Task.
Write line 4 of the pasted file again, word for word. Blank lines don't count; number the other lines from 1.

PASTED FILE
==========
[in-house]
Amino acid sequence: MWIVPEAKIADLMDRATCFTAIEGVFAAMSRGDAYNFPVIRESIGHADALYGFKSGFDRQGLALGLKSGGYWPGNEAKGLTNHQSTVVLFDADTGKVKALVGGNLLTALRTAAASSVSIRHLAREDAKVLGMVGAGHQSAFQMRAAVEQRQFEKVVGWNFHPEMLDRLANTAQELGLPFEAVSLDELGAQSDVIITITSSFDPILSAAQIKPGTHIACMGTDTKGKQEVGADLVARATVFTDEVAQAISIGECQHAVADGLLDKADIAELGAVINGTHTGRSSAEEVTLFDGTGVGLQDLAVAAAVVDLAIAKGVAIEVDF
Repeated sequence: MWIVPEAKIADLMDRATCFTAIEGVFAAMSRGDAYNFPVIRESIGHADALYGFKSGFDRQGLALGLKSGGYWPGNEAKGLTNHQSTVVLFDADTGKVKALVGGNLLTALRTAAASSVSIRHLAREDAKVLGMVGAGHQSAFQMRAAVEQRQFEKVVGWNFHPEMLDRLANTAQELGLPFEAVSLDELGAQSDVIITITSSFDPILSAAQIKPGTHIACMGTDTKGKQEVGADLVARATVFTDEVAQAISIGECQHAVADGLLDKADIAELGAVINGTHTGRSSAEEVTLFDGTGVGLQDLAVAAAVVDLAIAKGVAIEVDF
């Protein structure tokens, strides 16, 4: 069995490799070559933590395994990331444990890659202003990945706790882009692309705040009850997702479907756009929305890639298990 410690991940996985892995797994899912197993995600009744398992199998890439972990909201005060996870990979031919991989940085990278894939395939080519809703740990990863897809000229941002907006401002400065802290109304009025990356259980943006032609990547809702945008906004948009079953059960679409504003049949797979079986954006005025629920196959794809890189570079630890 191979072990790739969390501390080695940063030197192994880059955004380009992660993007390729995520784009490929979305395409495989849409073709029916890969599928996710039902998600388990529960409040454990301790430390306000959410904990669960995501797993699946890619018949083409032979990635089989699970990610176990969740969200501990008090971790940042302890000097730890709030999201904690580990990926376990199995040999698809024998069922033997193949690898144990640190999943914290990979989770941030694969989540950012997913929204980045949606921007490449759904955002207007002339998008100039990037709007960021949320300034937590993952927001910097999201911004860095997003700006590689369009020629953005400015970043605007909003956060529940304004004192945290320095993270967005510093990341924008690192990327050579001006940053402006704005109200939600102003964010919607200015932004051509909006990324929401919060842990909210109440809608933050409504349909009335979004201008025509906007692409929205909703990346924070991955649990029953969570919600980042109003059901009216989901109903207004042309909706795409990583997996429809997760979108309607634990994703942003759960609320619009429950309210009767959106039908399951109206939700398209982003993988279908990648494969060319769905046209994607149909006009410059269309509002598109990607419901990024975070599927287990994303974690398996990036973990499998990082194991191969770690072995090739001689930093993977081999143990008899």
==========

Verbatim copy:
């Protein structure tokens, strides 16, 4: 069995490799070559933590395994990331444990890659202003990945706790882009692309705040009850997702479907756009929305890639298990 410690991940996985892995797994899912197993995600009744398992199998890439972990909201005060996870990979031919991989940085990278894939395939080519809703740990990863897809000229941002907006401002400065802290109304009025990356259980943006032609990547809702945008906004948009079953059960679409504003049949797979079986954006005025629920196959794809890189570079630890 191979072990790739969390501390080695940063030197192994880059955004380009992660993007390729995520784009490929979305395409495989849409073709029916890969599928996710039902998600388990529960409040454990301790430390306000959410904990669960995501797993699946890619018949083409032979990635089989699970990610176990969740969200501990008090971790940042302890000097730890709030999201904690580990990926376990199995040999698809024998069922033997193949690898144990640190999943914290990979989770941030694969989540950012997913929204980045949606921007490449759904955002207007002339998008100039990037709007960021949320300034937590993952927001910097999201911004860095997003700006590689369009020629953005400015970043605007909003956060529940304004004192945290320095993270967005510093990341924008690192990327050579001006940053402006704005109200939600102003964010919607200015932004051509909006990324929401919060842990909210109440809608933050409504349909009335979004201008025509906007692409929205909703990346924070991955649990029953969570919600980042109003059901009216989901109903207004042309909706795409990583997996429809997760979108309607634990994703942003759960609320619009429950309210009767959106039908399951109206939700398209982003993988279908990648494969060319769905046209994607149909006009410059269309509002598109990607419901990024975070599927287990994303974690398996990036973990499998990082194991191969770690072995090739001689930093993977081999143990008899």